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The Flyers and Local Dayton Community Embrace Ohio’s Energy Future Tour and Are Ready for Energy Innovation

April 15, 2015 By Samantha Williams

Samantha Williams

Ohio’s Energy Future Tour, a statewide series of forums for Ohioans to discuss the positive economic and health impacts of clean energy in their lives and communities, completed its third stop at the University of Dayton last month, sponsored by the Hanley Sustainability Institute.

The University, which has deep historical roots in the local community, is also a major research facility that has performed more than $700 million in research since 2003. This is really is no surprise given that they call themselves the Flyers — an homage to Orville and Wilbur Wright, innovators credited for building the first successful airplane.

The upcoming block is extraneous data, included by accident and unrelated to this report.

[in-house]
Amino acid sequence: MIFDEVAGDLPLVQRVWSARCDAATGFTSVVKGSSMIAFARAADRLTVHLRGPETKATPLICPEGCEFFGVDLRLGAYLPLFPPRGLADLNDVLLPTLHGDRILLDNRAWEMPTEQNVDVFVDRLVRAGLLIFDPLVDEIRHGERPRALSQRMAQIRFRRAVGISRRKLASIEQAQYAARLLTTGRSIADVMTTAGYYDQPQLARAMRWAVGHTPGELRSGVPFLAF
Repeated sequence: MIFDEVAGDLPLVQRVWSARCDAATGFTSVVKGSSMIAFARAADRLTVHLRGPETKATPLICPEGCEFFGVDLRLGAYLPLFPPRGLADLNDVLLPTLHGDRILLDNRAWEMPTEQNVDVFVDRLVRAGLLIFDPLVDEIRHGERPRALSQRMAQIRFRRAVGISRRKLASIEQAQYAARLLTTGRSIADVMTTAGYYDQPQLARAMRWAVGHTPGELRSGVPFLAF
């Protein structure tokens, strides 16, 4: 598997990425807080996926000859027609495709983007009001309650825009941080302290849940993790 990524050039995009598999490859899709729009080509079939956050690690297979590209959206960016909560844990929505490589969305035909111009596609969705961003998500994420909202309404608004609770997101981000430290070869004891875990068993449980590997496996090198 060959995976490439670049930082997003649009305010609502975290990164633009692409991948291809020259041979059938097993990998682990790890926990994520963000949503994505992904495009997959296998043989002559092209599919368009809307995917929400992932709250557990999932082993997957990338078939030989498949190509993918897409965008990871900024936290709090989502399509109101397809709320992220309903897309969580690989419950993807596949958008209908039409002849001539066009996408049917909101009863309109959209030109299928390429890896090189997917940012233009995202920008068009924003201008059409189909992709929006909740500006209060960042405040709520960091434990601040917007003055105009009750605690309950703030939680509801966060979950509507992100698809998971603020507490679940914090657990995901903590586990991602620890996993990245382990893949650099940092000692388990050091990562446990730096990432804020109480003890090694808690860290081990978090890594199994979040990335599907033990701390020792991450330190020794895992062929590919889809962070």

This tradition of innovation was alive and well at the tour stop in Dayton.

Shifting away from carbon-based energy — which pollutes our air and contributes to climate change — toward clean sources of energy, can help Dayton and the rest of the state develop a new innovative chapter in its history that will create well-paying jobs and protect the environment.

The forum was kicked off by Dayton Mayor Nan Whaley and moderated by John Seryak, founder and chief executive of Go Sustainable Energy (which often collaborates on energy policy with the Ohio Manufacturers Association). The night featured panelists from local tech firms (Woolpert Inc., Energy Optimizers, Kastle Sola, Heapy Engineering, etc.), investment groups (Calvert Investments), public health entities (Kettering Health Network, the Public Health Department of Dayton and Montgomery County), and NRDC’s very own Jackson Morris, Director of Eastern Energy.